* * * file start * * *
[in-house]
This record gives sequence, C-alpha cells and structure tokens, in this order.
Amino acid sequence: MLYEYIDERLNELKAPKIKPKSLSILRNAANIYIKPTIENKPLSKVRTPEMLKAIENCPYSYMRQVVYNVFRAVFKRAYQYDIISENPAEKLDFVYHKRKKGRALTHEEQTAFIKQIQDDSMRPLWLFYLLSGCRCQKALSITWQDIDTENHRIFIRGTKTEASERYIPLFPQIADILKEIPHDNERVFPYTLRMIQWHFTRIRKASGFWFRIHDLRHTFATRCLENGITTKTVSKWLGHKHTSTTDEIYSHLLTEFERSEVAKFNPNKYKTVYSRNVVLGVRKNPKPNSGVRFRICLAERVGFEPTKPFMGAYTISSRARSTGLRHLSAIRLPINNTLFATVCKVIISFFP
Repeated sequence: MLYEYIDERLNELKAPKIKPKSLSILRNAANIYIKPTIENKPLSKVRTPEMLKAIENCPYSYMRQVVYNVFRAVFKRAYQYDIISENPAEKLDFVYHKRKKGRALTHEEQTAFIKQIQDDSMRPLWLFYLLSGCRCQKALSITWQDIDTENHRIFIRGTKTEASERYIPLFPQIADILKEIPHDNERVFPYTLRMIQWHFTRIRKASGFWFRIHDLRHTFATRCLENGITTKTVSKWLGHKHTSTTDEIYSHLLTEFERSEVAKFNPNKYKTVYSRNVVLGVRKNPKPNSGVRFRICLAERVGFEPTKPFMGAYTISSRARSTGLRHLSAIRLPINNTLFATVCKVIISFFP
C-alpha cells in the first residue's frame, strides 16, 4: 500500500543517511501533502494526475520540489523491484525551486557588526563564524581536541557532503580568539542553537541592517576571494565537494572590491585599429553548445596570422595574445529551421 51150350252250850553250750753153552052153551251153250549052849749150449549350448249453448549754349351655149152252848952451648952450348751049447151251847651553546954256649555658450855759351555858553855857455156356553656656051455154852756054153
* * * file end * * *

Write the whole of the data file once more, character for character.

[in-house]
This record gives sequence, C-alpha cells and structure tokens, in this order.
Amino acid sequence: MLYEYIDERLNELKAPKIKPKSLSILRNAANIYIKPTIENKPLSKVRTPEMLKAIENCPYSYMRQVVYNVFRAVFKRAYQYDIISENPAEKLDFVYHKRKKGRALTHEEQTAFIKQIQDDSMRPLWLFYLLSGCRCQKALSITWQDIDTENHRIFIRGTKTEASERYIPLFPQIADILKEIPHDNERVFPYTLRMIQWHFTRIRKASGFWFRIHDLRHTFATRCLENGITTKTVSKWLGHKHTSTTDEIYSHLLTEFERSEVAKFNPNKYKTVYSRNVVLGVRKNPKPNSGVRFRICLAERVGFEPTKPFMGAYTISSRARSTGLRHLSAIRLPINNTLFATVCKVIISFFP
Repeated sequence: MLYEYIDERLNELKAPKIKPKSLSILRNAANIYIKPTIENKPLSKVRTPEMLKAIENCPYSYMRQVVYNVFRAVFKRAYQYDIISENPAEKLDFVYHKRKKGRALTHEEQTAFIKQIQDDSMRPLWLFYLLSGCRCQKALSITWQDIDTENHRIFIRGTKTEASERYIPLFPQIADILKEIPHDNERVFPYTLRMIQWHFTRIRKASGFWFRIHDLRHTFATRCLENGITTKTVSKWLGHKHTSTTDEIYSHLLTEFERSEVAKFNPNKYKTVYSRNVVLGVRKNPKPNSGVRFRICLAERVGFEPTKPFMGAYTISSRARSTGLRHLSAIRLPINNTLFATVCKVIISFFP
C-alpha cells in the first residue's frame, strides 16, 4: 500500500543517511501533502494526475520540489523491484525551486557588526563564524581536541557532503580568539542553537541592517576571494565537494572590491585599429553548445596570422595574445529551421 51150350252250850553250750753153552052153551251153250549052849749150449549350448249453448549754349351655149152252848952451648952450348751049447151251847651553546954256649555658450855759351555858553855857455156356553656656051455154852756054153